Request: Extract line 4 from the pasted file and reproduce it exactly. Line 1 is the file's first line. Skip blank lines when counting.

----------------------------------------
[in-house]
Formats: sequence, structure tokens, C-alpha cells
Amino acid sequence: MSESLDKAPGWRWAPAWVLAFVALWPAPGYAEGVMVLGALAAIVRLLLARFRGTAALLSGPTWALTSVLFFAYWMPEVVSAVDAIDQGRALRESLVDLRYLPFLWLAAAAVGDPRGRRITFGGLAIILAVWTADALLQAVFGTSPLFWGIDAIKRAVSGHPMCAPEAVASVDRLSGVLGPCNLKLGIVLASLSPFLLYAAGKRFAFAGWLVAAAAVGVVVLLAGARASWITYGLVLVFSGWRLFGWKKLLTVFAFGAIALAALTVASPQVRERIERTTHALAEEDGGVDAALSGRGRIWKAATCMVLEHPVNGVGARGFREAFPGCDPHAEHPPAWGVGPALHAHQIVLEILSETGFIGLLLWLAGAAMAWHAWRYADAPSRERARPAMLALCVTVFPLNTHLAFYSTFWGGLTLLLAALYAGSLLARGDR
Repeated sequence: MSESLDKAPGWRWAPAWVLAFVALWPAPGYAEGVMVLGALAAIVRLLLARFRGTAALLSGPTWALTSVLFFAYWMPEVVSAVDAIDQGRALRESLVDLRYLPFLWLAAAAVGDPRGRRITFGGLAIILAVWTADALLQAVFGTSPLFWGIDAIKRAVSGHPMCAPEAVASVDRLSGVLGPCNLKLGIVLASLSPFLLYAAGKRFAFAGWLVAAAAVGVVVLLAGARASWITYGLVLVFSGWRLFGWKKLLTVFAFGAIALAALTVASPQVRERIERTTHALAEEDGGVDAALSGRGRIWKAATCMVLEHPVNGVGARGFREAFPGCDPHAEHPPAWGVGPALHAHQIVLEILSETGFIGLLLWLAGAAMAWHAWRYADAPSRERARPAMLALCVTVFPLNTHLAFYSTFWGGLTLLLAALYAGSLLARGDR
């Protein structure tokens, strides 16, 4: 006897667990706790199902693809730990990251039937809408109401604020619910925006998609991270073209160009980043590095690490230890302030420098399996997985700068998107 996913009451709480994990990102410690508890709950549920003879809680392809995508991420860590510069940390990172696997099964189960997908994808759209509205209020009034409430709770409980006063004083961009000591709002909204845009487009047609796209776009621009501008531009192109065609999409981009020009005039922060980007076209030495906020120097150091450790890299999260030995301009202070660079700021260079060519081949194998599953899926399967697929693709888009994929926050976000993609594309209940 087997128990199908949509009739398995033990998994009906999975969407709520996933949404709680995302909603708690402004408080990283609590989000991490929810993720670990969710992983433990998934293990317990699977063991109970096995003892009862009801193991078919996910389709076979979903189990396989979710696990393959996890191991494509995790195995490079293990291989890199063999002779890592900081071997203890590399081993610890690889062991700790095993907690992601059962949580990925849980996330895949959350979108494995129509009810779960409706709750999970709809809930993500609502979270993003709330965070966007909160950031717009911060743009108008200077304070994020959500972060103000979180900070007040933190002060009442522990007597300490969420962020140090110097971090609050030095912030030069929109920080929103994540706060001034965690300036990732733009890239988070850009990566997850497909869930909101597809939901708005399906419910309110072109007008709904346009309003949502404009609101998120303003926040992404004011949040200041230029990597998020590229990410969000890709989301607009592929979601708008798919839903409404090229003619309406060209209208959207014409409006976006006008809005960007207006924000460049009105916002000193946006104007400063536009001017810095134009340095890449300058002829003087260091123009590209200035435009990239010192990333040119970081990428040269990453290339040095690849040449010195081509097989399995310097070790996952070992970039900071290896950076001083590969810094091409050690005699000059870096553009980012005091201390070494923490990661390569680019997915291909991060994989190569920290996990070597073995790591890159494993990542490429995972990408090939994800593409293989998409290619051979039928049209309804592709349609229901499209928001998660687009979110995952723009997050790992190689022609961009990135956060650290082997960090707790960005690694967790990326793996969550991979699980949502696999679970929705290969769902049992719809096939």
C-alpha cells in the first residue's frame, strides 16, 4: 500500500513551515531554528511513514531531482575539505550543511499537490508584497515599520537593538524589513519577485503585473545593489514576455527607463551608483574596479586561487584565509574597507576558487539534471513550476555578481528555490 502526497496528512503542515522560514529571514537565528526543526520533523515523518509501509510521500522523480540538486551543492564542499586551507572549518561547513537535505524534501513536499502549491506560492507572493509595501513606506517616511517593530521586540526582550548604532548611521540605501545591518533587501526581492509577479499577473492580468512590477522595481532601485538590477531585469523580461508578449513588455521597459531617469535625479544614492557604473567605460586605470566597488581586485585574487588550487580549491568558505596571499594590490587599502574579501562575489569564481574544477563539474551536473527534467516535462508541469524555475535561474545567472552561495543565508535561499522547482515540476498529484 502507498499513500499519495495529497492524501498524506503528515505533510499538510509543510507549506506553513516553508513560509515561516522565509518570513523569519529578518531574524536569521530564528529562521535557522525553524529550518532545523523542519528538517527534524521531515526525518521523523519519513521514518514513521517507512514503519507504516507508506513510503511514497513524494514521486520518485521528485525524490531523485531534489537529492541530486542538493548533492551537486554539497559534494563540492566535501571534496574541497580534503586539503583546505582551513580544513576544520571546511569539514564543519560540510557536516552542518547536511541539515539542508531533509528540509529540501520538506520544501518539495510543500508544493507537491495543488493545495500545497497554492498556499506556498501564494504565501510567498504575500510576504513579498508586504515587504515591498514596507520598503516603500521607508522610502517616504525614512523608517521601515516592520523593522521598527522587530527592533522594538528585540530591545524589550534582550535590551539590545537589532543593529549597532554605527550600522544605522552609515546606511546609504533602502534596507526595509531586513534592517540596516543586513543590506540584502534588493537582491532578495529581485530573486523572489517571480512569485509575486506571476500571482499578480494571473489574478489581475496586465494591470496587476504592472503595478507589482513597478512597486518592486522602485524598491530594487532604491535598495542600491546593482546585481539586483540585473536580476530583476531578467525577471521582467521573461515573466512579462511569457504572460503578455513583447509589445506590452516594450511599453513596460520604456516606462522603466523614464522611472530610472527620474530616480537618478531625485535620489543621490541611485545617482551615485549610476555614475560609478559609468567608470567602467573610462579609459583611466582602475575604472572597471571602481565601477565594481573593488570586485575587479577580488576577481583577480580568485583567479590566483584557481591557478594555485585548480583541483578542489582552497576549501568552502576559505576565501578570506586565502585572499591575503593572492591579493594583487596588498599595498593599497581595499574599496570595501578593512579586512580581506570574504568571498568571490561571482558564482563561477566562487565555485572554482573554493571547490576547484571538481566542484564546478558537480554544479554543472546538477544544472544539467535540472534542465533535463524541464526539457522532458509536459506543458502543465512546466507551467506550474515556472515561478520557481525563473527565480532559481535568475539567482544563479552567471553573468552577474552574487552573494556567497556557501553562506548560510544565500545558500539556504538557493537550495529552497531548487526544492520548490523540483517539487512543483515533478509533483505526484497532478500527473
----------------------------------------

Repeated sequence: MSESLDKAPGWRWAPAWVLAFVALWPAPGYAEGVMVLGALAAIVRLLLARFRGTAALLSGPTWALTSVLFFAYWMPEVVSAVDAIDQGRALRESLVDLRYLPFLWLAAAAVGDPRGRRITFGGLAIILAVWTADALLQAVFGTSPLFWGIDAIKRAVSGHPMCAPEAVASVDRLSGVLGPCNLKLGIVLASLSPFLLYAAGKRFAFAGWLVAAAAVGVVVLLAGARASWITYGLVLVFSGWRLFGWKKLLTVFAFGAIALAALTVASPQVRERIERTTHALAEEDGGVDAALSGRGRIWKAATCMVLEHPVNGVGARGFREAFPGCDPHAEHPPAWGVGPALHAHQIVLEILSETGFIGLLLWLAGAAMAWHAWRYADAPSRERARPAMLALCVTVFPLNTHLAFYSTFWGGLTLLLAALYAGSLLARGDR